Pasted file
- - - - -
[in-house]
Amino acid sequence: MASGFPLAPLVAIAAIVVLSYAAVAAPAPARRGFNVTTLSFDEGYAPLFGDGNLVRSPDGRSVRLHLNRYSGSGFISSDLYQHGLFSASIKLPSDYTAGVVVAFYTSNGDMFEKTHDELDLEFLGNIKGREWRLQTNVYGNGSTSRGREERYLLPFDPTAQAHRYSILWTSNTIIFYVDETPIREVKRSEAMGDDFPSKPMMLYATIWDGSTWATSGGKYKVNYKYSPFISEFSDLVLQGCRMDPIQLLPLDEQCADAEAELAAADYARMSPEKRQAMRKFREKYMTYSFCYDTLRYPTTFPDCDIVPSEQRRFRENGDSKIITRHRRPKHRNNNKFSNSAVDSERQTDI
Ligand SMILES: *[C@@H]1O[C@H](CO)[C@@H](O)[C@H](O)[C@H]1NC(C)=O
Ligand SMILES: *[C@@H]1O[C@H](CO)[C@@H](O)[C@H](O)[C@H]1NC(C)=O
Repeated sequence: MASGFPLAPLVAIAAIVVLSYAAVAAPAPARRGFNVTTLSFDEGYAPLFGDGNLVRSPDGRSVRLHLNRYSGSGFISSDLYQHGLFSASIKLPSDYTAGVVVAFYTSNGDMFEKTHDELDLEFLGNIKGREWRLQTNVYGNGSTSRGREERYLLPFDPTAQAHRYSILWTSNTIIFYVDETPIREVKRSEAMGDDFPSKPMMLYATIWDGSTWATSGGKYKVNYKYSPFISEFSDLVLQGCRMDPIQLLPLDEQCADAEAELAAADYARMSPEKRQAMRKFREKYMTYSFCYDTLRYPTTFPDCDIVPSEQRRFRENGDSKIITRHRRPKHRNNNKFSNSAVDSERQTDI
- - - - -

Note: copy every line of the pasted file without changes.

[in-house]
Amino acid sequence: MASGFPLAPLVAIAAIVVLSYAAVAAPAPARRGFNVTTLSFDEGYAPLFGDGNLVRSPDGRSVRLHLNRYSGSGFISSDLYQHGLFSASIKLPSDYTAGVVVAFYTSNGDMFEKTHDELDLEFLGNIKGREWRLQTNVYGNGSTSRGREERYLLPFDPTAQAHRYSILWTSNTIIFYVDETPIREVKRSEAMGDDFPSKPMMLYATIWDGSTWATSGGKYKVNYKYSPFISEFSDLVLQGCRMDPIQLLPLDEQCADAEAELAAADYARMSPEKRQAMRKFREKYMTYSFCYDTLRYPTTFPDCDIVPSEQRRFRENGDSKIITRHRRPKHRNNNKFSNSAVDSERQTDI
Ligand SMILES: *[C@@H]1O[C@H](CO)[C@@H](O)[C@H](O)[C@H]1NC(C)=O
Ligand SMILES: *[C@@H]1O[C@H](CO)[C@@H](O)[C@H](O)[C@H]1NC(C)=O
Repeated sequence: MASGFPLAPLVAIAAIVVLSYAAVAAPAPARRGFNVTTLSFDEGYAPLFGDGNLVRSPDGRSVRLHLNRYSGSGFISSDLYQHGLFSASIKLPSDYTAGVVVAFYTSNGDMFEKTHDELDLEFLGNIKGREWRLQTNVYGNGSTSRGREERYLLPFDPTAQAHRYSILWTSNTIIFYVDETPIREVKRSEAMGDDFPSKPMMLYATIWDGSTWATSGGKYKVNYKYSPFISEFSDLVLQGCRMDPIQLLPLDEQCADAEAELAAADYARMSPEKRQAMRKFREKYMTYSFCYDTLRYPTTFPDCDIVPSEQRRFRENGDSKIITRHRRPKHRNNNKFSNSAVDSERQTDI